Nigeria still maintains a high maternal mortality ratio of about 545-630 deaths per 100,000 live births with consistent regional variations (Northern states have the highest figures). Data from NDHS 2013 shows that the maternal mortality rate among women age 15-49 is 1.1 deaths per 1,000woman-years of exposure. By five-year age groups, the maternal mortality rate is highest among women age 35-39 (1.6), followed by those age 20-24 (1.3). The percentage of female deaths that are maternal deaths varies by age and ranges from 12 percent among women age 45-49 to 44 percent among women age maternal mortality ratio (MMR) of 576 deaths per 100,000 live births during the seven-year period preceding the survey. In other words, for every 1,000 live births in Nigeria during the seven years preceding the 2013 NDHS, approximately six women died during pregnancy, during childbirth, or within two months of childbirth. The lifetime risk of maternal death (0.033) indicates that about 3 percent of women died during pregnancy, childbirth, or within two months of childbirth. The estimated maternal mortality ratio in 2013 (576) is almost the same as in the 2008 NDHS

Contraceptive Usage in Nigeria

Information from NDHS 2013 shows knowledge of any contraceptive method is widespread in Nigeria, with 85 percent of all women and 95 percent of all men knowing at least one method of contraception. Modern methods are more widely known than traditional methods; 84 percent of all women know of a modern method, while only 56 percent know a traditional method. Similarly, 94 percent of all men know of a modern method, while 65 percent know of a traditional method. The modern method most commonly known among women is the pill (71 percent), followed by injectibles and male condoms (68 percent and 67 percent, respectively). Although the least known modern methods are male sterilization, female condoms, and implants (16 percent, 29 percent, and 25 percent, respectively), knowledge of these three methods has increased markedly since 2008 (when the proportions were 8 percent, 15 percent and 10 percent, respectively)

HIV/AIDS in Nigeria

The current national prevalence of HIV/AIDS is 4.1 percent, a decrease from 5.6 percent in NDHS 2008. 58 percent of women and 74 percent of men know that consistent and correct use of condoms can reduce the spread of HIV. Seventy-eight percent of women and 85 percent of men know that limiting sexual intercourse to one uninfected partner who has no other partners can reduce the chances of contracting HIV, and 54 percent of women and 70 percent of men know that using condoms and limiting sexual intercourse to one uninfected partner can reduce the risk of HIV infection (NDHS 2013). Poverty, low literacy levels, high rates of casual and transactional unprotected sex in the general population, particularly among youth between the ages of 15 and 24, low levels of male and female condom use, cultural and religious factors, as well as stigma and discrimination are major factors in the transmission of HIV in Nigeria (NACA, 2007).

GFMER in Nigeria

The Oxford Maternal and Perinatal Health Institute (OMPHI), Oxford University in collaboration with Geneva Foundation for Medical Education and Research (GFMER), a WHO Collaborating Centre in Education and Research in Human Reproduction and Community Health and Research Initiative, Nigeria had organized a free training for health professionals to improve their knowledge on Evidence Based Management of Pre-eclampsia and Eclampsia in December 2011. Thirty five professionals that included doctors and midwives participated and 34 successful ones were issued with certificates in a pilot training in Nigeria that was held in Sokoto State. It was funded by MacArthur Foundation through the Maternal Health Task Force in Engender Health.

During one week training on the Kaduna HIV/AIDS indicator survey (KADAIS) at the Nigeria Field Epidemiology and Laboratory Training Programme (NFELTP) office in Abuja 7th-11th December 2015. Dr Aishatu Abubakar Sadiq presented on the Geneva Foundation for Medical Education and Research (GFMER). She introduced the GFMER and its various online study programmes. Emphasis was made on the 8 month Sexual and reproductive health research course (SRHR) and its various modules on adolescent health, sexually transmitted infections etc. Also a summary of the Geneva one week workshop for 15 awardees of the SRHR training course was presented with emphasis on selected research topics. In attendance were Faculty members, graduates and residents of the NFELTP. Questions included; the cost of the study programme, possibility of deferring admissions, flexibility of assignment submission and partnerships available to residents.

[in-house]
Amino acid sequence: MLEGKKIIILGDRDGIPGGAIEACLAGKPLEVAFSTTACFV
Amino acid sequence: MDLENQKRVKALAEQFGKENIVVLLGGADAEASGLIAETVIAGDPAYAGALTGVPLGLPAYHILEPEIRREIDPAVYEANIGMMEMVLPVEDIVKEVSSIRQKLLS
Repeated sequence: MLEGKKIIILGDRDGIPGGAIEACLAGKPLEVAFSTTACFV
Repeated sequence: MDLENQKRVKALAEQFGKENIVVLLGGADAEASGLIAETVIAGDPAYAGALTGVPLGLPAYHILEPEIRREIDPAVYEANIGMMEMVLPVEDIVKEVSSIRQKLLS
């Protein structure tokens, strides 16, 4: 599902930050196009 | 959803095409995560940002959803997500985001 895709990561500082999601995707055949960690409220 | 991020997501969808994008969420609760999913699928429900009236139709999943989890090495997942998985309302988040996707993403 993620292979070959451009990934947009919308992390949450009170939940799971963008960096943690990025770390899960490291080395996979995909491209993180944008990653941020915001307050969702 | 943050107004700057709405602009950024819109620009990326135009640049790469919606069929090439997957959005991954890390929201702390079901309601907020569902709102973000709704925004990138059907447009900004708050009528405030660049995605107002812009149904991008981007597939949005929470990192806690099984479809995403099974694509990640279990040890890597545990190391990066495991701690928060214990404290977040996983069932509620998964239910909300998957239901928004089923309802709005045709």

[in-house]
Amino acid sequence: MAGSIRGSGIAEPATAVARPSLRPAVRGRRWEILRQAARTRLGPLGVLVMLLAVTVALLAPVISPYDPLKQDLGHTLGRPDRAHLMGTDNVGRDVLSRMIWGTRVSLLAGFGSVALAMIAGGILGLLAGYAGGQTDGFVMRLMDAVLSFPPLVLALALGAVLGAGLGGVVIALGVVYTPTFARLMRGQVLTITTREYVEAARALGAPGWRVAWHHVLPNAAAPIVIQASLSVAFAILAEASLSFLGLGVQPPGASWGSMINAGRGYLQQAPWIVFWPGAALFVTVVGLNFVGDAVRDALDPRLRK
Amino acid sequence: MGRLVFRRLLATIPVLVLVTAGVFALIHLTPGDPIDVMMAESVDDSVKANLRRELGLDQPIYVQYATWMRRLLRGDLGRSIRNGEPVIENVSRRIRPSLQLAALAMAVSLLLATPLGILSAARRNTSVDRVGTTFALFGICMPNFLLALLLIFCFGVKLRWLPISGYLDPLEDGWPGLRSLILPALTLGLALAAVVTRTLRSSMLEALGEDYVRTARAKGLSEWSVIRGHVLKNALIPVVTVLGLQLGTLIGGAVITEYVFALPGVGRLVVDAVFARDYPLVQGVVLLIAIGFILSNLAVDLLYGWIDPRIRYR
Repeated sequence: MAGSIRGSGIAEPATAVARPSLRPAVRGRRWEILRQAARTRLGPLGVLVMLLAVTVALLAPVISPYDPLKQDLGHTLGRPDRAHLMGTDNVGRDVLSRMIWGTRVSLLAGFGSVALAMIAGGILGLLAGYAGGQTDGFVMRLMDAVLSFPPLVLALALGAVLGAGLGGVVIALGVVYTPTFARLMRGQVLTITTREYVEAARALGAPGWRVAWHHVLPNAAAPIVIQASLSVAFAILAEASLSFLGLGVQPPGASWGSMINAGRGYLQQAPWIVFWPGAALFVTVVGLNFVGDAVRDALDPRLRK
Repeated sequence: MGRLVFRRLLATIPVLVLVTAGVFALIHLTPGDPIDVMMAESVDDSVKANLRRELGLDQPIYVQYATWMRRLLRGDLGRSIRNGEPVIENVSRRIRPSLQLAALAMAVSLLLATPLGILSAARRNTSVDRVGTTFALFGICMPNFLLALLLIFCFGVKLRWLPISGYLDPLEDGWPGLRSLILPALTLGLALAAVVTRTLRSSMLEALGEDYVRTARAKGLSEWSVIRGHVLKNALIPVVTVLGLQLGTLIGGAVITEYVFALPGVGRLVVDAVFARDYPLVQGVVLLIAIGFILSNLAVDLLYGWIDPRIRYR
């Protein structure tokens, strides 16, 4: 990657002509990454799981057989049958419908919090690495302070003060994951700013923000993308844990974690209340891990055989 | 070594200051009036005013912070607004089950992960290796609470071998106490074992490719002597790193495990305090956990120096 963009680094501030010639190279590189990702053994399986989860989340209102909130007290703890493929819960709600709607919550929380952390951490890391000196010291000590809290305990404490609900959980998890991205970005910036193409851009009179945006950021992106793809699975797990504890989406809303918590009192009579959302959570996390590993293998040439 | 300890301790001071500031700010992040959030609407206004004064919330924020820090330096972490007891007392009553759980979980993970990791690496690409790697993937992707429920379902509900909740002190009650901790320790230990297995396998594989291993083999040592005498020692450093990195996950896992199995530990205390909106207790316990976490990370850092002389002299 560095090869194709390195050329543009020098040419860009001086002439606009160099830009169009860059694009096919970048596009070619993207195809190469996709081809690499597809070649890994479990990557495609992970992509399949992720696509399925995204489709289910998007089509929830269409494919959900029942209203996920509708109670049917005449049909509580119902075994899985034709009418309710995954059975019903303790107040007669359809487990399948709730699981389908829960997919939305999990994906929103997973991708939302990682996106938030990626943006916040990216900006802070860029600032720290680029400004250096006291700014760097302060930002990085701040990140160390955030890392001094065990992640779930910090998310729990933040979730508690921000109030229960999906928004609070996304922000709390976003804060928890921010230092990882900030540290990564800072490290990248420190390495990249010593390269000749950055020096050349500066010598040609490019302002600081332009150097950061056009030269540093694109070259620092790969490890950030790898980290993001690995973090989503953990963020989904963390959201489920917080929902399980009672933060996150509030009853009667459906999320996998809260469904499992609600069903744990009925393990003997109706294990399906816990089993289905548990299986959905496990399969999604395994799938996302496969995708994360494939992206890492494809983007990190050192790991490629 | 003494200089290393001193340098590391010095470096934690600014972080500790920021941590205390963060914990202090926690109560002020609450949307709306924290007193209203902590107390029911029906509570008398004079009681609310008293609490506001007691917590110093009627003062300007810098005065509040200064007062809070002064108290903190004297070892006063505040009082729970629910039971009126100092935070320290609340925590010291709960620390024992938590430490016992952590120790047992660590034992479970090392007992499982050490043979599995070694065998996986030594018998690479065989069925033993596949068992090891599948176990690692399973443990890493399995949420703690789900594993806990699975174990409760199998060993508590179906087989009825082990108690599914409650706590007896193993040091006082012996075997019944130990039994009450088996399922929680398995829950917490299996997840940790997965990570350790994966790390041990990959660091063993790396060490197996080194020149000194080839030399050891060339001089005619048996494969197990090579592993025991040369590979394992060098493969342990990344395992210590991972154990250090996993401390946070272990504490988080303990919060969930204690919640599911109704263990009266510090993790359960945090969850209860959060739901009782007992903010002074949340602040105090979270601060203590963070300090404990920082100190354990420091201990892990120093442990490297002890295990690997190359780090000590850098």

A comprehensive information session is scheduled for 9th February 2015 at the Tafawa Balewa Guest inn, Kaduna State. The one day event will involve a keynote address on ‘’maternal mortality in Northern Nigeria’’ and in attendance will be stakeholders from health institutions, universities, non-governmental organizations and the media.


  1. Sadiq AA, Sufyan A., Suleiman A. (2014). Cholera Outbreak in Bakura Local Government Area, Zamfara State-Nigeria. The American Journal of Tropical Medicine & Hygiene, Number 5 supplement, Vol 91, 139.
  2. Sadiq AA, Obasanya J., Nguku P. (2014). Leprosy in Nigeria (2008-2012): An evaluation of the National Surveillance System. The American Journal of Tropical Medicine & Hygiene, Number 5 supplement, Vol 91, 289.

Conference presentations

  1. Tephinet Conference; Jordan November 2012
  2. Epidemic intelligence service conference (EIS) 2013 and 2014; Finalist in Photo-medical series at both conferences.
  3. Afenet Conference; Addis Ababa, Ethiopia 2013: Presented 2 Oral posters on Polio and Healthcare delivery.
  4. American society for Tropical medicine and Hygiene (ASTMH); New Orleans. November 2014: 2 accepted abstracts (Posters) on Leprosy surveillance and Cholera.
  5. 14th World congress on public health; Kolkata, India 2015: 2 abstracts on maternal health (poster) and Leprosy surveillance (Oral).
  6. 64th American Society of Tropical Medicine and Hygiene Conference, September 2015: Oral paper on healthcare delivery to Nomads
  7. IEA-Thailand Conference November 2015: Oral Paper on Outbreak of urinary Schistosomiasis in a school for Migrant Children
  8. 1st Saudi Epidemiology Conference, Jeddah November 2015: Oral paper on Outbreak of Urinary Schistosomiasis in a School for migrant children.